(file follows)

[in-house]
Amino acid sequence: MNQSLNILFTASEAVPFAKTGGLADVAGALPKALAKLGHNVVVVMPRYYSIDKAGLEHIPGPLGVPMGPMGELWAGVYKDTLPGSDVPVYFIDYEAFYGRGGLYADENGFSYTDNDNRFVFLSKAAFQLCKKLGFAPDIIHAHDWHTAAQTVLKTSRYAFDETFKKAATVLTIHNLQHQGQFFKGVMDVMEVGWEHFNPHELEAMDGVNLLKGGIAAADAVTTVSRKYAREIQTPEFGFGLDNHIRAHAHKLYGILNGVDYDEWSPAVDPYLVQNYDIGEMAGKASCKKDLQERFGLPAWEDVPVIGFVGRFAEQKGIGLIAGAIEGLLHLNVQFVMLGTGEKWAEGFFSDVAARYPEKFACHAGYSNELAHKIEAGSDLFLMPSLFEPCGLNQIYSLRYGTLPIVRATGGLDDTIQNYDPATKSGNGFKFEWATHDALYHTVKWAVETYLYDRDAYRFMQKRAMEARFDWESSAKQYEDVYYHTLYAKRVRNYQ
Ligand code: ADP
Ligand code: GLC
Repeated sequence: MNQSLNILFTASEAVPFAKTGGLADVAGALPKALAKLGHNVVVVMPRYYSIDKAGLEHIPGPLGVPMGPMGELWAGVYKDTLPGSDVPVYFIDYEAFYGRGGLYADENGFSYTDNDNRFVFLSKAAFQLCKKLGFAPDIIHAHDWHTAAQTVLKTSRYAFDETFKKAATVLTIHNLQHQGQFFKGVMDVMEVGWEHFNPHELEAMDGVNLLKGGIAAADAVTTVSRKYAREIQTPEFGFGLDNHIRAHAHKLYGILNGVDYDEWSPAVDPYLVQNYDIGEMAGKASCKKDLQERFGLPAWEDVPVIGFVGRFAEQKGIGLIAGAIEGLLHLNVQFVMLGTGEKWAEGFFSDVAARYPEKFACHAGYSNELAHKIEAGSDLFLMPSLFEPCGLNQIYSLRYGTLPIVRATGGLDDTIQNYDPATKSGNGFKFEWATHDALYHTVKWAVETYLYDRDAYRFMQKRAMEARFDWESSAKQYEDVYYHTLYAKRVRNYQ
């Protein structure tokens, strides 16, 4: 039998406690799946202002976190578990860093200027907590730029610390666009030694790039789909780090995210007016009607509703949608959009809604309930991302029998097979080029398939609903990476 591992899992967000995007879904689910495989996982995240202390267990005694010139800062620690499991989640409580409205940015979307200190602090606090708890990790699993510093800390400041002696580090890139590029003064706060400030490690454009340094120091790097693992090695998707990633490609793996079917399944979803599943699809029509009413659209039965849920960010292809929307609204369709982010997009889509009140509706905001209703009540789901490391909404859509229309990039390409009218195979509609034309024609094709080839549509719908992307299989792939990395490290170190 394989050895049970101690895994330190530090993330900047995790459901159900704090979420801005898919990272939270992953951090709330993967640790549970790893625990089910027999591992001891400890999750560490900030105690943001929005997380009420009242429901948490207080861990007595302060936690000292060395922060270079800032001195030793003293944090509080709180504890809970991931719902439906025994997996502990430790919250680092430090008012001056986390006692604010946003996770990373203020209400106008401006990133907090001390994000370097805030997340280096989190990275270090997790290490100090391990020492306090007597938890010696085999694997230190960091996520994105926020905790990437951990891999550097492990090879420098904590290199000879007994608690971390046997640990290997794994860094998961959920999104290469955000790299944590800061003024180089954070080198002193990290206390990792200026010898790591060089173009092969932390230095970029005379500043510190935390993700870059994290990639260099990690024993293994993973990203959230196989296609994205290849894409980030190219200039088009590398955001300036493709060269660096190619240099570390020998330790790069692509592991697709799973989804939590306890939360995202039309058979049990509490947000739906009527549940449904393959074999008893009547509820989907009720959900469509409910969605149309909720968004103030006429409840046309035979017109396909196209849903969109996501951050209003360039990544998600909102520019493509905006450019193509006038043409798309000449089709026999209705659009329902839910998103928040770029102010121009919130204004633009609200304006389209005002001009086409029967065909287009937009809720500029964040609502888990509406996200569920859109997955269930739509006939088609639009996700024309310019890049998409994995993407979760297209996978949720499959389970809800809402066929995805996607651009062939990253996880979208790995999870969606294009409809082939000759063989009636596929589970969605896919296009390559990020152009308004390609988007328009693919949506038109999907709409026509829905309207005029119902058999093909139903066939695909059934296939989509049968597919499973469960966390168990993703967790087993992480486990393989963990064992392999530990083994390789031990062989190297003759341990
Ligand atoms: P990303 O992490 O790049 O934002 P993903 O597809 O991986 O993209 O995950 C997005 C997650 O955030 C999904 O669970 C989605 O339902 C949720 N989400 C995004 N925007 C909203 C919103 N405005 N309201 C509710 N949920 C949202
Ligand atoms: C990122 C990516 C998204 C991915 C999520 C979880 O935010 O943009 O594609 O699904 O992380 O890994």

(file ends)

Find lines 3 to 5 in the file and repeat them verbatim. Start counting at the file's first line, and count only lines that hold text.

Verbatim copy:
Ligand code: ADP
Ligand code: GLC
Repeated sequence: MNQSLNILFTASEAVPFAKTGGLADVAGALPKALAKLGHNVVVVMPRYYSIDKAGLEHIPGPLGVPMGPMGELWAGVYKDTLPGSDVPVYFIDYEAFYGRGGLYADENGFSYTDNDNRFVFLSKAAFQLCKKLGFAPDIIHAHDWHTAAQTVLKTSRYAFDETFKKAATVLTIHNLQHQGQFFKGVMDVMEVGWEHFNPHELEAMDGVNLLKGGIAAADAVTTVSRKYAREIQTPEFGFGLDNHIRAHAHKLYGILNGVDYDEWSPAVDPYLVQNYDIGEMAGKASCKKDLQERFGLPAWEDVPVIGFVGRFAEQKGIGLIAGAIEGLLHLNVQFVMLGTGEKWAEGFFSDVAARYPEKFACHAGYSNELAHKIEAGSDLFLMPSLFEPCGLNQIYSLRYGTLPIVRATGGLDDTIQNYDPATKSGNGFKFEWATHDALYHTVKWAVETYLYDRDAYRFMQKRAMEARFDWESSAKQYEDVYYHTLYAKRVRNYQ